Current, in print
A country life: the black and white photographs of Olive R Odewahn
With essays by Catherine Rogers and Janis Wilton
This is a book about photography and photographs, and what a keen amateur photographer quietly did with her camera and hundreds of rolls of film in the middle of the twentieth century. Olive Rose Odewahn, (née Jelbart) (1914-2006) photographed in black and white from around 1928 until about 1960, picturing her life and her surrounds in the picturesque, productive, rural Riverina area of south-eastern Australia.
Olive Odewahn kept most of her negatives which is unusual for an amateur photographer. Some 650 negatives were stored in chocolate boxes. For this publication and for the exhibition contemporary digital technologies were used to scan and process a broad selection of negatives into positive images as well as to make large inkjet prints. When viewed as digital images made large, Olive’s negatives reveal many details that are otherwise almost impossible to see on the little, roughly cropped, contact prints that she received from the photo processors. To further enhance Olive’s beautiful pictures, the images in this book have been printed in duotone.
Olive’s photographic pictures range from personal (but not private) photographs of family members and friends, to descriptive, almost journalistic pictures of farming life and its sheer hard work, to story-telling with her pictures through to images made for her own creative curiosity and pleasure. As the photographer, Olive is at the centre of her pictures as she points her camera outwards and onto the worlds of her many different subjects. Olive’s photographs are always considered and deliberate. Her thoughtful approach to each shot has produced sincere, charming and unpretentious images of individual people, groups and communities in various places and in a time now gone.
Olive pictured people, locations, events, activities and scenes that are often considered unremarkable and unimportant as subject matter. She imaged life around her: activities, places and lives that would otherwise be overlooked, not considered, and forgotten. This desire to image her own stories together with her perseverance and passion for taking and making pictures with her camera, is the strength of her photography.
Accompanying the photographs are two essays. One is about these photographs and the camera, about photography and the photographer, the other essay is a more personal response to the pictures also considering them from a historian’s perspective. As well, one of Olive’s children proffers personal insights on her mother as photographer.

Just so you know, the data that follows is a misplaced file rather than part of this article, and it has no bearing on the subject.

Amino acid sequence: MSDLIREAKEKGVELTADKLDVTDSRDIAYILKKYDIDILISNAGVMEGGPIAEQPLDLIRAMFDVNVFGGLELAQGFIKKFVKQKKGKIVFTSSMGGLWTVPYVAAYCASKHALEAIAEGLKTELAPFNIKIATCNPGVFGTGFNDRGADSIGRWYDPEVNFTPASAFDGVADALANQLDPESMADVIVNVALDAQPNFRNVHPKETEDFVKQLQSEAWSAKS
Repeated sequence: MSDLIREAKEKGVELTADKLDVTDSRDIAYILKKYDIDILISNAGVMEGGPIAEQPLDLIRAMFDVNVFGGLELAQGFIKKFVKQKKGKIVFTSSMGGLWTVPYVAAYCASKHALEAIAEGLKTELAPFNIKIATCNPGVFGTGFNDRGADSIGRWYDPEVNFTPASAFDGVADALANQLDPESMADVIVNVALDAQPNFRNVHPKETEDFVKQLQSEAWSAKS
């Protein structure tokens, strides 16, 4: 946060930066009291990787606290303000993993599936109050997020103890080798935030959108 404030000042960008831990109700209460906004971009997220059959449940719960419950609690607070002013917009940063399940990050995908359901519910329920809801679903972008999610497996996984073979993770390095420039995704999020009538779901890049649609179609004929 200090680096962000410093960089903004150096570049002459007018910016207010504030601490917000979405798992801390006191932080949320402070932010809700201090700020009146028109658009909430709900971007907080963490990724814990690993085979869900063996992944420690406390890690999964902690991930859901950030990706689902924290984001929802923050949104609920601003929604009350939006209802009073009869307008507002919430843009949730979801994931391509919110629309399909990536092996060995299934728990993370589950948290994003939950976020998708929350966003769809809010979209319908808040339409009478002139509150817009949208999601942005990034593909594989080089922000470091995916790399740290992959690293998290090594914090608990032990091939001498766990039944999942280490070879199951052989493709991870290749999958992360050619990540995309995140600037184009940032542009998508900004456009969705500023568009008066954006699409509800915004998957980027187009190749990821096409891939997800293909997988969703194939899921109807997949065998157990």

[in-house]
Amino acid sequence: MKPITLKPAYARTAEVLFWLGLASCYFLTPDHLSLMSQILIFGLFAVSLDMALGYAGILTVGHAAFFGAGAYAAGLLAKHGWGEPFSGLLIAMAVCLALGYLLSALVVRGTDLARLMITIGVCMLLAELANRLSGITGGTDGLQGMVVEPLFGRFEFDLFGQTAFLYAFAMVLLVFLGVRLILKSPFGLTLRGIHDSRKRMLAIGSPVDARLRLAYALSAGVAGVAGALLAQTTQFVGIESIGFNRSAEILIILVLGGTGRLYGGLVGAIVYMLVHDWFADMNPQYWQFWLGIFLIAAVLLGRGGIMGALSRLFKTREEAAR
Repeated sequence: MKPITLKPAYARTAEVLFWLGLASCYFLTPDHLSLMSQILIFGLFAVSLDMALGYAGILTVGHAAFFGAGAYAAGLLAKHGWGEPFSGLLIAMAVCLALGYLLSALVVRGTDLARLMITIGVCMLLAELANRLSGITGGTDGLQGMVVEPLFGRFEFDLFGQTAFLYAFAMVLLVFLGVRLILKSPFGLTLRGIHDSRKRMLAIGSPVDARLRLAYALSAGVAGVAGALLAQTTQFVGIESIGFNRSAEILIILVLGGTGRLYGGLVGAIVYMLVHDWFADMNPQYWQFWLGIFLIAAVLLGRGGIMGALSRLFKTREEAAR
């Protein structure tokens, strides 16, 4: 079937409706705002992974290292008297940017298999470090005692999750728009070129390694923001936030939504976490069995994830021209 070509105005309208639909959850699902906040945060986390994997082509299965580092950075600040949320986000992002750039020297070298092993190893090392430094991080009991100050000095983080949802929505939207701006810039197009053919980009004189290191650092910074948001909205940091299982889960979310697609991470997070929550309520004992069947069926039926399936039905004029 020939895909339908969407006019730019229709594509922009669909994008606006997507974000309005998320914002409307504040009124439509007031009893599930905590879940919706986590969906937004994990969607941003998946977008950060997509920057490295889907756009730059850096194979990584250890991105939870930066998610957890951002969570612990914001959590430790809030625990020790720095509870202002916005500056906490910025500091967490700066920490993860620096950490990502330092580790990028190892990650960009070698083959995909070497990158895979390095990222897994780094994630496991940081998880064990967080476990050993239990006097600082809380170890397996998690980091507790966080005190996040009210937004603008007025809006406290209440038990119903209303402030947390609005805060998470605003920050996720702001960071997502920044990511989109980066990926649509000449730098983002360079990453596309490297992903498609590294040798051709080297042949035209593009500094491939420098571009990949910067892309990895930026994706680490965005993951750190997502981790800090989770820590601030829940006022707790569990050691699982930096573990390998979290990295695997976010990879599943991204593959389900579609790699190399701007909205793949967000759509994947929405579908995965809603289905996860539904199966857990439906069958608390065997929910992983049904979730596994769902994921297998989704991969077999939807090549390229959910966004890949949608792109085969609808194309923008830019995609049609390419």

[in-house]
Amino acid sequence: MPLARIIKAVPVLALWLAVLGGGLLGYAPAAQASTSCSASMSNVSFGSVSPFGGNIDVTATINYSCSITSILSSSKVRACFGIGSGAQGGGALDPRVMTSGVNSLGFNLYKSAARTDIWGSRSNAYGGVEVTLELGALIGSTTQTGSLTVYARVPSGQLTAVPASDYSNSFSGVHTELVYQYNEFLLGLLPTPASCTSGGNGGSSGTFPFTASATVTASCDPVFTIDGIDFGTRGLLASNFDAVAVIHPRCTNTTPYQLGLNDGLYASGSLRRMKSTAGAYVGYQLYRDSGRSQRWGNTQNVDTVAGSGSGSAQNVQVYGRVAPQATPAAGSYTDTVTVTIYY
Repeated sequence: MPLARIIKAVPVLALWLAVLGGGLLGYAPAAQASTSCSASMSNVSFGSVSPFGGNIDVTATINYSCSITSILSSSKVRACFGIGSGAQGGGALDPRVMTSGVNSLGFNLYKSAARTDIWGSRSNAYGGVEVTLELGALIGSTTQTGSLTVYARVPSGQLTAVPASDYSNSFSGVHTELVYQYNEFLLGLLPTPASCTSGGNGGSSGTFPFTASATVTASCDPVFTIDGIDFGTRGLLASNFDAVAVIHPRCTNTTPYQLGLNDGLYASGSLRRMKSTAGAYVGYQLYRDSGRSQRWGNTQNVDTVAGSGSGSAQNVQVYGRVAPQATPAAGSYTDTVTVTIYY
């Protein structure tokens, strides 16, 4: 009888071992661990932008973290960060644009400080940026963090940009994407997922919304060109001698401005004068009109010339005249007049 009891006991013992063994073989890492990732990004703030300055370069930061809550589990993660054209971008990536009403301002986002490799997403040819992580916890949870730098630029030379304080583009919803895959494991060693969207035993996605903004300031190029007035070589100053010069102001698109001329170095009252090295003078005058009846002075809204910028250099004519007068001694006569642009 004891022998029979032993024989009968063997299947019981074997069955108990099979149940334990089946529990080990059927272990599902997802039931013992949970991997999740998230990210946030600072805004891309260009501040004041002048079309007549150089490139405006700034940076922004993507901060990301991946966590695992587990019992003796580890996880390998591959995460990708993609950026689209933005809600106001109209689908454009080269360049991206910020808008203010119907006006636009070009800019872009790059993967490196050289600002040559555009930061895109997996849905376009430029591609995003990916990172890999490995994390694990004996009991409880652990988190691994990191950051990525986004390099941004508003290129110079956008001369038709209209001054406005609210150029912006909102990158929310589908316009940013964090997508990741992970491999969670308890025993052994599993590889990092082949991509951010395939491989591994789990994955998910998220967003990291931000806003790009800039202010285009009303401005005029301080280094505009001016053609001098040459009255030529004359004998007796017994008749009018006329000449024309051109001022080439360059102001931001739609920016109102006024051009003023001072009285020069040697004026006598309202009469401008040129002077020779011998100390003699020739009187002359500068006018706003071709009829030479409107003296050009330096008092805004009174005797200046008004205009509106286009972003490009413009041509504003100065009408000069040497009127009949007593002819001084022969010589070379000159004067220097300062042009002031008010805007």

Exhibition of prints made from Olive Odewahn’s original negatives re-scheduled to
drawing jewellery poetry.
With an essay by Julie Ewington
Margaret West (1936-2014) is renowned as one of Australia’s finest contemporary jewellers. Her restrained yet passionate works in stainless steel, stone and marble are thoughtfully conceived and impeccably crafted. Her jewellery practice was sustained by her poetry which she wrote for over thirty years, and also by her constant drawing and note taking. West continually observed the natural world – she was always looking, drawing and taking notes, her drawing was practiced in productive dialogue with making, her drawing was also a way of thinking. Whether of flowers in her Blackheath garden, or cold seas off the coast of Norway, her drawings were made to explore what was around her, to contemplate its beauty but also its gravity. West looked unflinchingly at humanity and our propensity for injustice as the vibrant scarlet drawings for Fatal Flowers reveal.
This 40 page book, illustrated with some of West’s drawings and jewellery, and including a selection of her poems, is being published on the occasion of the first solo exhibition of West’s work since her death. It brings together for the first time the principal interweaved practices that constituted her mature life as an artist – drawing, making jewellery and objects, and writing, especially poetry.
Exhibition of the drawings and jewellery of Margaret West
The Indomitable Miss Pink. A Life in Anthropology.
If she was remembered at all, Olive Muriel Pink (1884-1975) was most commonly regarded as an eccentric. During a life-time of activism on behalf of the Warlpiri and Arrernte people of central Australia, she wrote thousands of letters to newspapers, politicians and bureaucrats, demanding that they alter their ways, pointing out the faults in their policies and the unfortunate consequences of so many of them.
Such a woman was unlikely to be widely liked. In labelling her an eccentric her important anthropological and political work was obscured and diminished.